Which brings me to our near-term roadmap; the current stair-step for risk management is S&P 1300-1340, and support/resistance will morph into each other with a significant breach either way. If you put a water pistol to my head, I would blurt out "S&P 1250!" as a realistic target but nobody is smarter than the market, least of all me. I will simply remind you that the sharpest downside moves tend to occur in an oversold environment just as blow-off rallies typically occur in an overbought market. And yes, DAX 6500 continues to matter, as it "works," in a technical vacuum, to DAX 5800.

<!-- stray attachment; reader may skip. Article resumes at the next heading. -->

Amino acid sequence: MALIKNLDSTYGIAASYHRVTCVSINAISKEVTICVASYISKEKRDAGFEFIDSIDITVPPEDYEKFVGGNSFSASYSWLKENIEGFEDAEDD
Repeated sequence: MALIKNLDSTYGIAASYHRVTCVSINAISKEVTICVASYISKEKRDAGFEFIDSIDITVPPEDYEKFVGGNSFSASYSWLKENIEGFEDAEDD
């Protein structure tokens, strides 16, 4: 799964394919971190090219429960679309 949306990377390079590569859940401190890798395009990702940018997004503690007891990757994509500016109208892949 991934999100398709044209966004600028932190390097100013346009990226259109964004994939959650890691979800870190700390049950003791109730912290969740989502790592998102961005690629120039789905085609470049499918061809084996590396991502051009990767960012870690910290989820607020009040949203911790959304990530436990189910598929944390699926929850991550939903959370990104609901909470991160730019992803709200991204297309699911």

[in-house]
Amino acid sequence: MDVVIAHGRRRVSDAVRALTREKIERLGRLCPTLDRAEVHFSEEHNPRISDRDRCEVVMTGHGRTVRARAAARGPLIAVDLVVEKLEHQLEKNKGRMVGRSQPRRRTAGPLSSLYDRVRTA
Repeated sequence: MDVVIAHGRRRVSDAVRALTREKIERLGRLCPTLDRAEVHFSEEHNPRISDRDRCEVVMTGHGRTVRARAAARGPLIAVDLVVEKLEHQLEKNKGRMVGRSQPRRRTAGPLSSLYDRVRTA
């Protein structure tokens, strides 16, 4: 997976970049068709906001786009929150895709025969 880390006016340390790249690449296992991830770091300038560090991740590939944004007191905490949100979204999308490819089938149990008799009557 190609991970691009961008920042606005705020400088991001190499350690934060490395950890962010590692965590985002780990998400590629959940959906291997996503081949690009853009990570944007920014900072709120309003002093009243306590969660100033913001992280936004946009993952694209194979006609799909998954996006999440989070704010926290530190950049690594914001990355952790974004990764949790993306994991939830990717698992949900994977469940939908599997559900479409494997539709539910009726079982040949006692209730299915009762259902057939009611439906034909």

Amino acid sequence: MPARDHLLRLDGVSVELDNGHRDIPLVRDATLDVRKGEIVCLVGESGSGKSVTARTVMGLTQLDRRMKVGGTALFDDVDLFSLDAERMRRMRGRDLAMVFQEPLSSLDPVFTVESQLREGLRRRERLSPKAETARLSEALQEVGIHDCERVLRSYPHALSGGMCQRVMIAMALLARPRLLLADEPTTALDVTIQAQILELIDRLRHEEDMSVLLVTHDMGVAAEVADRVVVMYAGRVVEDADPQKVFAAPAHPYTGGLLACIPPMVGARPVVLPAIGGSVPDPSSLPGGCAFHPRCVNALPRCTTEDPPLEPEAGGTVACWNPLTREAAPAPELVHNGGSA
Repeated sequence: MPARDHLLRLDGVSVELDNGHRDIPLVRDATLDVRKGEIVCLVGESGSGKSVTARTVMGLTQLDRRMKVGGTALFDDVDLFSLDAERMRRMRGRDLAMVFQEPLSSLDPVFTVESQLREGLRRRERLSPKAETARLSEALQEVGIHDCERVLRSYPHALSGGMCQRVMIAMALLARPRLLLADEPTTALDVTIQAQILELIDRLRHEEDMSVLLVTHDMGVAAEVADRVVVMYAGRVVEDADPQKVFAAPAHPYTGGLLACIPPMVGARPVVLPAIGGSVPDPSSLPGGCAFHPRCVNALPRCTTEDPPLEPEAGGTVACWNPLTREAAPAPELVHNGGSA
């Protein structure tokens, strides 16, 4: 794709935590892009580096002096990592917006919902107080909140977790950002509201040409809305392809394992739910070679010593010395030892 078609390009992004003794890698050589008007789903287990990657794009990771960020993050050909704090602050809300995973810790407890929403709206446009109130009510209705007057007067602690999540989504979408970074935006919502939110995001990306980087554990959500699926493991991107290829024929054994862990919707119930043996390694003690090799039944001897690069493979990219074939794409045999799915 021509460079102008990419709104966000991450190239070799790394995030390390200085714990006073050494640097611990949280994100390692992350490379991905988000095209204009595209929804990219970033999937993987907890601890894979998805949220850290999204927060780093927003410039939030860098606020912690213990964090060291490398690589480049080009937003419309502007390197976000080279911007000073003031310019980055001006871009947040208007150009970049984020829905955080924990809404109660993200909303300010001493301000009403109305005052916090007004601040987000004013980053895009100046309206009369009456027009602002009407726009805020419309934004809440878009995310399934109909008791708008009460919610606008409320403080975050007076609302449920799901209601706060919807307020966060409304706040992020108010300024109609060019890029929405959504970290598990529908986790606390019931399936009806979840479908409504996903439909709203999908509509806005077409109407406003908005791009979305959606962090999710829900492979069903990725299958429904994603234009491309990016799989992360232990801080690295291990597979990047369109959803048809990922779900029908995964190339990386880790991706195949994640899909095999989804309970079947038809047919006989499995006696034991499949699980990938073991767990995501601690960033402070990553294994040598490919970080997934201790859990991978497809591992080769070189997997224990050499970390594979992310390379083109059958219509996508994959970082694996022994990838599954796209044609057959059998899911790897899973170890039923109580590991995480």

Seeing "through" the sovereign sequel to the first phase of the financial crisis-and again, the length of this process is more important than the depth-I am a raging bull in waiting. I foresee a millennial generation that doesn't give a hoot about the difference between experience and skills, and a wave of human capital that will reinvigorate our markets, our society and our country from the inside out.
That is what truly excites me, and I know it won't come easy, and it's sorta why we do what we do in Minyanville; we believe in empowering generations, effecting positive change, and doing business a better way in a world where many have seemingly lost their way. And I can tell you this with an extremely high degree of confidence: It's a tremendous time to be alive and the future is in our hands. Let's not squander the opportunity; let's make it count, every step of the way.